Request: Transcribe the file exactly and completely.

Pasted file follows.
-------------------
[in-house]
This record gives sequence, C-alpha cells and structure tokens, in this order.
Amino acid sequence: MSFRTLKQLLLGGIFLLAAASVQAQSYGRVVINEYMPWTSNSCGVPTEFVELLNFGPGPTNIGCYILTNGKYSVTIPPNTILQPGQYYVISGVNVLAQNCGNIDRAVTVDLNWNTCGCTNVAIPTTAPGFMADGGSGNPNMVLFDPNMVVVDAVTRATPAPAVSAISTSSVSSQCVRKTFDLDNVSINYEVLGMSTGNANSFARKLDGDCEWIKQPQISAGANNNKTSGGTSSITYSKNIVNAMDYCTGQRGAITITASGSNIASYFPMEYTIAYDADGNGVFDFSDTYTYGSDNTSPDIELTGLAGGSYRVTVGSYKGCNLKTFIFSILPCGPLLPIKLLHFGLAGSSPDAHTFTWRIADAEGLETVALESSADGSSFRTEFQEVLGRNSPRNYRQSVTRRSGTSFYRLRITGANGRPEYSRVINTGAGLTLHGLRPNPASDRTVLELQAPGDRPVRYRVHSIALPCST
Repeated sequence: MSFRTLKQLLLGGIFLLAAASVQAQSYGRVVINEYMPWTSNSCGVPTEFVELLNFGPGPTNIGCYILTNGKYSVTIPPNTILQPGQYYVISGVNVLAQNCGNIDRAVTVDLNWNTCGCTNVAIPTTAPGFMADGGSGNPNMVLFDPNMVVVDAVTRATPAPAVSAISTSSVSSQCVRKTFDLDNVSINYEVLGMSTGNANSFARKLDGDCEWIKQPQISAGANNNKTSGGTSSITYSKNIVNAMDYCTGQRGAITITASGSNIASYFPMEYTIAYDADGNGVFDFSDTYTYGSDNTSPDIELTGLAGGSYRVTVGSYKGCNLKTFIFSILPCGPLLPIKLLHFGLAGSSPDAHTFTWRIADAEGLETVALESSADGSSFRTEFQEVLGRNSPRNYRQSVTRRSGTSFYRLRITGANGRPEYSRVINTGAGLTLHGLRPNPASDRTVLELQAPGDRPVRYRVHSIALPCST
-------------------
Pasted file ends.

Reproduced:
[in-house]
This record gives sequence, C-alpha cells and structure tokens, in this order.
Amino acid sequence: MSFRTLKQLLLGGIFLLAAASVQAQSYGRVVINEYMPWTSNSCGVPTEFVELLNFGPGPTNIGCYILTNGKYSVTIPPNTILQPGQYYVISGVNVLAQNCGNIDRAVTVDLNWNTCGCTNVAIPTTAPGFMADGGSGNPNMVLFDPNMVVVDAVTRATPAPAVSAISTSSVSSQCVRKTFDLDNVSINYEVLGMSTGNANSFARKLDGDCEWIKQPQISAGANNNKTSGGTSSITYSKNIVNAMDYCTGQRGAITITASGSNIASYFPMEYTIAYDADGNGVFDFSDTYTYGSDNTSPDIELTGLAGGSYRVTVGSYKGCNLKTFIFSILPCGPLLPIKLLHFGLAGSSPDAHTFTWRIADAEGLETVALESSADGSSFRTEFQEVLGRNSPRNYRQSVTRRSGTSFYRLRITGANGRPEYSRVINTGAGLTLHGLRPNPASDRTVLELQAPGDRPVRYRVHSIALPCST
Repeated sequence: MSFRTLKQLLLGGIFLLAAASVQAQSYGRVVINEYMPWTSNSCGVPTEFVELLNFGPGPTNIGCYILTNGKYSVTIPPNTILQPGQYYVISGVNVLAQNCGNIDRAVTVDLNWNTCGCTNVAIPTTAPGFMADGGSGNPNMVLFDPNMVVVDAVTRATPAPAVSAISTSSVSSQCVRKTFDLDNVSINYEVLGMSTGNANSFARKLDGDCEWIKQPQISAGANNNKTSGGTSSITYSKNIVNAMDYCTGQRGAITITASGSNIASYFPMEYTIAYDADGNGVFDFSDTYTYGSDNTSPDIELTGLAGGSYRVTVGSYKGCNLKTFIFSILPCGPLLPIKLLHFGLAGSSPDAHTFTWRIADAEGLETVALESSADGSSFRTEFQEVLGRNSPRNYRQSVTRRSGTSFYRLRITGANGRPEYSRVINTGAGLTLHGLRPNPASDRTVLELQAPGDRPVRYRVHSIALPCST